'Stepper Position' presumably refers to the IACV (Idle Air Control Valve). I've no idea what that should be but it looks plausible for idle. The idle speed is fine anyway.

Intake air pressure from the MAP sensor looks about right for idle.

Ambient and Intake Air temp look plausible.

O2 sensor heater 'ON' also sounds plausible as at idle the exhaust temp may not be enough to keep the lambda sensor at its 300C operating temperature.

I ought to admit I Am Not An Expert on any of this so take what I say with a pinch of salt but I believe there are two lambda sensors on the TF - one before the cat, one after the cat. The one before the cat is I think is called 'Oxygen Sensor Bank 1'. It is the one the ECU uses to control the fuel:air mixture. The one after the cat is called 'Oxygen Sensor Bank 2'. It simply checks that the cat is doing its job and may not be used in fuelling control (but I stand to be corrected on this).

Your screen grab shows two different oxygen sensors but the bank 2 lambda sensor has no data, which surprises me as the ECU should be taking data from both even if it doesn't do anything with the sensor 2 data except generate a fault code if it's out of spec. Unless of course it's deliberately ignoring it for reasons of its own...

Assuming though that on your screen grab, 'Oxygen Sensor Bank 1' refers to the pre-cat lambda then that's a plausible looking voltage it's giving out there. 0.49V sounds about right I would think, half-way between lean and rich (~0.1V lean, ~0.9V rich). The actual instantaneous Bank 1 lambda reading should bounce around between 0.1 and 0.9V several times per second (or more, depending on rpm), but only if the ECU is trying to control the fuelling, which apparently it isn't.

I've just noticed that your result of 0.49V for the lambda voltage is exactly what the guy measured with his PSCAN in that link from The-T-Bar I posted a couple of weeks ago on this thread. I would take that coincidence seriously as his problems were exactly the same as yours - he failed the MOT on emissions, he was getting an 'inactive' lambda indication, a lambda voltage of 0.49V at idle (and up to 0.6V momentarily on the overrun after revving the engine) and he cured his problem with a new lambda after he'd already fitted a new genuine MG lambda to try and cure the problem first time around. He finally fitted an NGK lambda and it worked first time!

The line where it reports the 'oxygen sensor state bank 1' as being 'inactive' sounds pretty conclusive that you're running open loop. The lambda seems to be working as it's sending back a plausible voltage but unless the ECU is actively trying to control the fuel:air mix the lambda won't bounce up and down in voltage (the ECU can only control fuelling in hindsight as there's a lag between lambda readings and the next combustion cycle so it settles for wanging the fuel:air ratio up and down slightly between combustions to get a satisfactory average lambda voltage, but this makes the lambda alternately read lean then rich etc).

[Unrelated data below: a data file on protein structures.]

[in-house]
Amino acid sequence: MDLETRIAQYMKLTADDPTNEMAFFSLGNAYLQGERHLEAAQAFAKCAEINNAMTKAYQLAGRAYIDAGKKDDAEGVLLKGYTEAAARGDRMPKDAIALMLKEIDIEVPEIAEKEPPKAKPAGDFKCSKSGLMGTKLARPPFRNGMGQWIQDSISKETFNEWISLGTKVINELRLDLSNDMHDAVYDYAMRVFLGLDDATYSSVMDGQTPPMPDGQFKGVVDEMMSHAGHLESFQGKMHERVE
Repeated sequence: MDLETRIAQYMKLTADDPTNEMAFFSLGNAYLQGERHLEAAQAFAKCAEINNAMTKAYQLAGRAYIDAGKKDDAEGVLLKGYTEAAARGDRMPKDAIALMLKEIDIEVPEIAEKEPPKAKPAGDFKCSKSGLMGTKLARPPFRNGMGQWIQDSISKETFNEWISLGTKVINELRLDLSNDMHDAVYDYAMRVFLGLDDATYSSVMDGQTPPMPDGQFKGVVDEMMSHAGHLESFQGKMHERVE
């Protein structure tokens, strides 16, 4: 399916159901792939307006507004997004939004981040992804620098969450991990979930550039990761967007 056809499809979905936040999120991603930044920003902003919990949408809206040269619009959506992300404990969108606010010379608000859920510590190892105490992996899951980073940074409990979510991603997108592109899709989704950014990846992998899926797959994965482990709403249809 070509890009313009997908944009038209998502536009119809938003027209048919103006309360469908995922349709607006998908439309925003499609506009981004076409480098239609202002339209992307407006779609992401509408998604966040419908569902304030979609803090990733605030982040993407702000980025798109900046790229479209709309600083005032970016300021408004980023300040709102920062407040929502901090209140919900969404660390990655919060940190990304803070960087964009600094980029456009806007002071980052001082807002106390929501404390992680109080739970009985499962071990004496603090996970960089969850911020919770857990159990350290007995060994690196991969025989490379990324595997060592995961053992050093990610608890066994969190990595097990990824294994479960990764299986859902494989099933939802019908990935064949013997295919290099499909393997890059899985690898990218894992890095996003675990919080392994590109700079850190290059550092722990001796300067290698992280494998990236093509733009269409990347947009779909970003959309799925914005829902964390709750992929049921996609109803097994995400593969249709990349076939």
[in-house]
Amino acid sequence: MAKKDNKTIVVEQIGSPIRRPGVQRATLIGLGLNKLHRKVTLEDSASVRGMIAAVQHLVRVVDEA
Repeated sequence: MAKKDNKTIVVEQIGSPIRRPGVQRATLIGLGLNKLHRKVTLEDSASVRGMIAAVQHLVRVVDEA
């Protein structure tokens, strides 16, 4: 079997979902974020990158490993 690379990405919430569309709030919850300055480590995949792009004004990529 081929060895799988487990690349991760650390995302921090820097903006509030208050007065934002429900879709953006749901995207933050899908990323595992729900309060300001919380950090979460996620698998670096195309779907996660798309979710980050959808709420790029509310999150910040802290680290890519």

'Fuelling feedback correction bank 1' is also blank on the scan result. This should be a value near 1 (or 100%) backing up the idea that the ECU simply isn't actively controlling fuelling.

We've got a bit of a chicken and egg situation here as the ECU is not actively controlling the engine fuel:air ratio. This does not necessarily mean the ECU is defective though. As your mechanic said, it may be just refusing to do so because it has picked up something it doesn't like on its sensors (but there are no fault codes, which is weird!). The Bank 1 lambda appears to be putting out a decent voltage but with the scan data you've provided that still doesn't mean it's working. It might just put out 0.49V all the time regardless of the fuelling, which is not correct.

If it was me, I'd try and see if the scanner can log a stream of live data, then if it can try and get a log of readings coming back from the Bank 1 lambda sensor, from ignition, through cold idle, warm idle, and at a couple thousand rpm. We could then see if it puts out a range of voltage. We already know it can get down to 0.49V at warm idle from your current scan results. If it can't log a stream of data, maybe you can write down the lambda voltage as time progresses instead and report back on that. Also...what does the ECU read if you pull the connector off the lambda (I'm wondering if the ECU is designed to simply default to about 0.49V internally if it doesn't get a good lambda connection?).

If the lambda proves OK from the live data test, then since the ECU refuses to go into closed loop fuelling mode (i.e. oxygen sensor bank 1 'active'), despite the fact we know it's reading the lambda sensor (or is it though...?) as it shows on the scan results, and other sensor inputs look OK, and there are no fault codes*, then I wonder if it's not time for a Known Good ECU swapout...however, the guy on the T-Bar tried a new (used) ECU and it didn't help. I still think you may have a duff lambda.

(* there are no reported fault codes, right? There should be in this situation, it's definitely in a fault condition as it's not in closed loop fuelling mode and that's a big no-no).

PS: Long shot here - disconnect your car battery, have a cup of tea then reconnect it, start the car and try another scan. It might reboot the ECU if there's a weird corrupted memory problem.